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  • KryhsKryhs Registered User regular
    Henroid wrote: »
    Community managers also need to crack down with use of their authority. It's time to discard that, "Speak pleasantly to any customer regardless of their behavior," crap. "ZOMG BLIZZ I WILL KILL YOU" should not be met with, "I'm sorry you feel that way." It should be met with, "You just made a threat. Don't let the door hit your ass on the way out." Take away their toys.

    This is my favorite part of the OP (sorry, I'm a little late). People need to be treated the way they *deserve* to be treated, and this paragraph is spot on. Embarrassment is a HUGE deterrent that we need to utilize far, far more often.

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  • The SauceThe Sauce Fleur de Alys Registered User regular
    Hey anyone remember that teen who threatened to shoot up that grade school and got arrested?

    Anyone then remember how it turned into some social outcry about "fuck da police" and how he was just a kid and haven't we all made mistakes!

    No? Me neither.
    I knew someone was going to bring that up.

    That scenario caused an outcry because it clearly wasn't a threat.

    People are opposed to threats. People are also opposed to the law coming down on a kid for a not-threat.

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  • chocoboliciouschocobolicious Registered User regular
    So then you draw make believe lines in your own head as to whats acceptable and what isn't?

    But then you get people who think what he did was completely unacceptable and .. oh wait, thats what you're doing right now.

    So your unacceptable is fine but other peoples unacceptable needs to be changed.

    Hello sliding standards! Either all threats or no threats, you can't possibly have it both ways and have people agree. Because as far as all those goofy tweets he got, those are all clearly not threats to anyone who has been online for more then five minutes and understands the internet is full of assholes.

    Which it is. There should be a checkbox and a little terms of service or something you had to read to get online to understand this.

    I, personally, think that kid got what he deserved and they were completely right in what they did. But it changed nothing, and not everyone agreed that it was right or wrong, so it was a complete waste of time in the social sense.

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  • AvalonGuardAvalonGuard And that's why they call me Drilltooth! Registered User regular
    So then you draw make believe lines in your own head as to whats acceptable and what isn't?

    But then you get people who think what he did was completely unacceptable and .. oh wait, thats what you're doing right now.

    So your unacceptable is fine but other peoples unacceptable needs to be changed.

    Hello sliding standards! Either all threats or no threats, you can't possibly have it both ways and have people agree. Because as far as all those goofy tweets he got, those are all clearly not threats to anyone who has been online for more then five minutes and understands the internet is full of assholes.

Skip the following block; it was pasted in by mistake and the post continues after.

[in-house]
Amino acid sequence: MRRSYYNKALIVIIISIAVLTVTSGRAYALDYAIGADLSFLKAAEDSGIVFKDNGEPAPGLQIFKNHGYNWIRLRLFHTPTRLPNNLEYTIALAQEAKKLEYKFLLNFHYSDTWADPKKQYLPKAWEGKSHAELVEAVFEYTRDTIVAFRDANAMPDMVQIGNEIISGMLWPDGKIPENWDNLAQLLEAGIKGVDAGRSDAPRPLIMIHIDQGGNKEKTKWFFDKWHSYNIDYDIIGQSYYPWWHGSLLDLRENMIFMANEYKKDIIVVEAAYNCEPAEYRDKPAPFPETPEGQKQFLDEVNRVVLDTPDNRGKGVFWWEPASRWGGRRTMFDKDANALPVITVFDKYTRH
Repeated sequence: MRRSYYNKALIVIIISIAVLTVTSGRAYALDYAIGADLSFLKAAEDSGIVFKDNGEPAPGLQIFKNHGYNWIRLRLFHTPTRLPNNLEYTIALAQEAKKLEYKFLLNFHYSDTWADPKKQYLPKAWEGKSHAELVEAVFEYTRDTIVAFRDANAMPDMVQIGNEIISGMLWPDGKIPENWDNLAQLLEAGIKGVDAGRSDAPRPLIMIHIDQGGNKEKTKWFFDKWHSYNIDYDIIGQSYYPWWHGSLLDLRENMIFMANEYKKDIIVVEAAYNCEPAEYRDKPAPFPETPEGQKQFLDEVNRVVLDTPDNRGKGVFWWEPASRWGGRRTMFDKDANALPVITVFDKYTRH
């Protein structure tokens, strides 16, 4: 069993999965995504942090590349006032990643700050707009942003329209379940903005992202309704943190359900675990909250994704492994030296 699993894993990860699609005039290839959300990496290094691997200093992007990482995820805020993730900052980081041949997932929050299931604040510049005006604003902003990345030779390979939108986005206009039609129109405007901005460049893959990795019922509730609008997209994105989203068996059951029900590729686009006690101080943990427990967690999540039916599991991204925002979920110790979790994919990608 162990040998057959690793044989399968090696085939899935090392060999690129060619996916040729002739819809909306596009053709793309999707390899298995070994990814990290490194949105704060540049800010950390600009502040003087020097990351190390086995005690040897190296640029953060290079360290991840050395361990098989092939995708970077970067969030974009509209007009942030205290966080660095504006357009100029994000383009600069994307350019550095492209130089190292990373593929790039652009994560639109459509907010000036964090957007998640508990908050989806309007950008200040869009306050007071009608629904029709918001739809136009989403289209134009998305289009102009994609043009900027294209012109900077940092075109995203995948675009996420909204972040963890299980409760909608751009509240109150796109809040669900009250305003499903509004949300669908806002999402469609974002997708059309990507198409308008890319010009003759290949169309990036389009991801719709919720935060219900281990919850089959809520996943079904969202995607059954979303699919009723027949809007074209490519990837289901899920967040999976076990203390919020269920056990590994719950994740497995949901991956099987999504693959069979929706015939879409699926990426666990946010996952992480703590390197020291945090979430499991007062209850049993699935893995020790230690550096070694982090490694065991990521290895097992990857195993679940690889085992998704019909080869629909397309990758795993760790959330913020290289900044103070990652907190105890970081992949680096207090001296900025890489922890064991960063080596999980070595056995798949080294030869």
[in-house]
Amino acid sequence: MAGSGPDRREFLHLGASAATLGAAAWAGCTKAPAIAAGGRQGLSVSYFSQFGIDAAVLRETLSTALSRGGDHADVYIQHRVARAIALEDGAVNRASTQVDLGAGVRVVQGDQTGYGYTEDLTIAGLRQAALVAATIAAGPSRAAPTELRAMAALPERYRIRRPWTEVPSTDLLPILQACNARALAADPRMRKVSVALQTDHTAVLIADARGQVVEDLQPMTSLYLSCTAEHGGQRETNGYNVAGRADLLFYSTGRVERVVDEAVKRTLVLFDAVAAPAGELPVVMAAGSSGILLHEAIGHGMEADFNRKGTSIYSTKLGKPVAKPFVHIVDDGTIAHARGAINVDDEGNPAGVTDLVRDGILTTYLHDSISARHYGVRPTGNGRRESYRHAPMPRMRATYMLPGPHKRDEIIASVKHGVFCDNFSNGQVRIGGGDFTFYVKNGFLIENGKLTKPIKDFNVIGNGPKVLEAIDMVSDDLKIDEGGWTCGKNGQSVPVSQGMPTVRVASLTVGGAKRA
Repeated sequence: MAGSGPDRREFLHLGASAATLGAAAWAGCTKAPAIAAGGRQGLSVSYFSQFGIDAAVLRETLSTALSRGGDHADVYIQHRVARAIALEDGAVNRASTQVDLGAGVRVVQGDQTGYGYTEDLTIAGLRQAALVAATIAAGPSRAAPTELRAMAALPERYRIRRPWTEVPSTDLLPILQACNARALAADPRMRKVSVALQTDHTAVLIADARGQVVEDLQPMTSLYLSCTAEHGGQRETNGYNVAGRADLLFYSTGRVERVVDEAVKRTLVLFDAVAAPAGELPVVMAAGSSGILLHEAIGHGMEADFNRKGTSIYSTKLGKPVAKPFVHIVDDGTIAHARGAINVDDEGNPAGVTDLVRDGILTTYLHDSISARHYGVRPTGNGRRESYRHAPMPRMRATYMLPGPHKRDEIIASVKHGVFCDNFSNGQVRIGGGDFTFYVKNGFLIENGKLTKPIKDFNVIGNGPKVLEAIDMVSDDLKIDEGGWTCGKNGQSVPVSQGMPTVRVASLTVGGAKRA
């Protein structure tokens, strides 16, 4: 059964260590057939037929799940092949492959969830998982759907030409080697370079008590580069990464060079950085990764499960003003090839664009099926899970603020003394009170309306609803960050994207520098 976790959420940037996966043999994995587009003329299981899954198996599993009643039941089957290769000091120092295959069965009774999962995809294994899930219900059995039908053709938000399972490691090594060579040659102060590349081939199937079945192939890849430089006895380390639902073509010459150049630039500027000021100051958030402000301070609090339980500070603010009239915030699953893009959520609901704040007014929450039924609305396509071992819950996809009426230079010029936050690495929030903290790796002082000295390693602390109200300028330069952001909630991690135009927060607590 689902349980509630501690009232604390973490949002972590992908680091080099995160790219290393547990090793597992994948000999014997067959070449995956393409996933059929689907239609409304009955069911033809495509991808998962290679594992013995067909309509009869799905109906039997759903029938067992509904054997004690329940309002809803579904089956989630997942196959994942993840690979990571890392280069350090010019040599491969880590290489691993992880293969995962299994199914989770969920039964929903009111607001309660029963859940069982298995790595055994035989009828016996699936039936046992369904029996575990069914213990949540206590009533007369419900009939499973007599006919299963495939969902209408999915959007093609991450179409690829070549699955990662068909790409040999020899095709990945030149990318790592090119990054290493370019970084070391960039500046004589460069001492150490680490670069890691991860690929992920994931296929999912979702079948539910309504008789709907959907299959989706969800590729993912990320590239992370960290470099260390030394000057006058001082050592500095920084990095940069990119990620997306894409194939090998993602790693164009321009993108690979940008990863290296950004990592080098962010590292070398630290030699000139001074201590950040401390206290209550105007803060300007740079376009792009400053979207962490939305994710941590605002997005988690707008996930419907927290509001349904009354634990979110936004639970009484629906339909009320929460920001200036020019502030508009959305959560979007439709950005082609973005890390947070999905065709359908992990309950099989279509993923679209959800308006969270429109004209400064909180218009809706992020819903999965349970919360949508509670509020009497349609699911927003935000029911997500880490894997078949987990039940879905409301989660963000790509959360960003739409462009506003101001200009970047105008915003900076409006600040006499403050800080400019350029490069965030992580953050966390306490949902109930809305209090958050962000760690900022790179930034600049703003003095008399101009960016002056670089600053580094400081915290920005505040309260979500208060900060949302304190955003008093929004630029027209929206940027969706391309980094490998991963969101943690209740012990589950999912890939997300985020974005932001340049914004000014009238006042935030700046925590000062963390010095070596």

Which it is. There should be a checkbox and a little terms of service or something you had to read to get online to understand this.

    I, personally, think that kid got what he deserved and they were completely right in what they did. But it changed nothing, and not everyone agreed that it was right or wrong, so it was a complete waste of time in the social sense.

    The reaction of the police to arrest a teen was overblown. That kid needed perspective and/or help, not time in a cell.

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  • AvalonGuardAvalonGuard And that's why they call me Drilltooth! Registered User regular
    Also, zero tolerance is a really bad policy to enact. Justice and mercy, man. You need a human element.

    Not going to touch your sliding standards comment.

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  • RubycatRubycat Registered User regular
    edited February 2014
    The kid also didn't straight up harass/threaten anyone with his comment. It was a stupid comment none the less, but its no where near a level of straight up posting about how someone should kill themselves, or how they should be murdered. or how that person is going to kill them.

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  • OptyOpty Registered User regular
    Extrapolate this Flappy Bird business to imagine how terrible people would be to the creator of the pet rock if it was just invented today.

  • LostNinjaLostNinja Registered User regular
    Yes yes, the internet is full of thousands of assholes and you can't logistically catch 'em all. You won't have to. Start by arresting the very worst abusers, like the horrible people mentioned in that article. Law enforcement can work down from there to the best of their abilities. A serious enforcement like that would have an incredible preventative function. Suddenly it becomes apparent that there are actually consequences to threatening people, even on the internet! Even when only a fraction of abusers (and in many cases, their parents) get slapped on the wrist/fined by the law, the overall message of "this shit has consequences" will scare away many more bitter white teenagers from ruining someone's life (and hopefully some of the hateful adults too).

    You mean like how a few people being made an example of by the recording industry caused the end of music piracy.